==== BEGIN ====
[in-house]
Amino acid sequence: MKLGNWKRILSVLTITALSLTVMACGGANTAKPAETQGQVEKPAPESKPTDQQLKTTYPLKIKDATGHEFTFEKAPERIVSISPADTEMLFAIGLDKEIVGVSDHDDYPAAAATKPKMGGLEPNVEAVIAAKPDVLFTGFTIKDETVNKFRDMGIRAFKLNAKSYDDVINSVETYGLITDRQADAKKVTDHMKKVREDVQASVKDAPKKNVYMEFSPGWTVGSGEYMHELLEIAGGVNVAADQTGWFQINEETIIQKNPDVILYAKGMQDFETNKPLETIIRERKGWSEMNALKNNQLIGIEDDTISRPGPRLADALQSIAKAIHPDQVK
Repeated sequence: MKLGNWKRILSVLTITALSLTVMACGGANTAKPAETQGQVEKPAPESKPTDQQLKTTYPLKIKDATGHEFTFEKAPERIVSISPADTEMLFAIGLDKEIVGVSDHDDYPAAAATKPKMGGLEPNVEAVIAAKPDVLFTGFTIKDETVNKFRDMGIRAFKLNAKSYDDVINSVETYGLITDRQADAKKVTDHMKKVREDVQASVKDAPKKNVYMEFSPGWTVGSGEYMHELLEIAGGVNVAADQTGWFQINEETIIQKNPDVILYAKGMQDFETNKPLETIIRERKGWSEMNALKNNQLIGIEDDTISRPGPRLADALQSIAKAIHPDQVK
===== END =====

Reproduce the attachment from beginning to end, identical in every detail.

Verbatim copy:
[in-house]
Amino acid sequence: MKLGNWKRILSVLTITALSLTVMACGGANTAKPAETQGQVEKPAPESKPTDQQLKTTYPLKIKDATGHEFTFEKAPERIVSISPADTEMLFAIGLDKEIVGVSDHDDYPAAAATKPKMGGLEPNVEAVIAAKPDVLFTGFTIKDETVNKFRDMGIRAFKLNAKSYDDVINSVETYGLITDRQADAKKVTDHMKKVREDVQASVKDAPKKNVYMEFSPGWTVGSGEYMHELLEIAGGVNVAADQTGWFQINEETIIQKNPDVILYAKGMQDFETNKPLETIIRERKGWSEMNALKNNQLIGIEDDTISRPGPRLADALQSIAKAIHPDQVK
Repeated sequence: MKLGNWKRILSVLTITALSLTVMACGGANTAKPAETQGQVEKPAPESKPTDQQLKTTYPLKIKDATGHEFTFEKAPERIVSISPADTEMLFAIGLDKEIVGVSDHDDYPAAAATKPKMGGLEPNVEAVIAAKPDVLFTGFTIKDETVNKFRDMGIRAFKLNAKSYDDVINSVETYGLITDRQADAKKVTDHMKKVREDVQASVKDAPKKNVYMEFSPGWTVGSGEYMHELLEIAGGVNVAADQTGWFQINEETIIQKNPDVILYAKGMQDFETNKPLETIIRERKGWSEMNALKNNQLIGIEDDTISRPGPRLADALQSIAKAIHPDQVK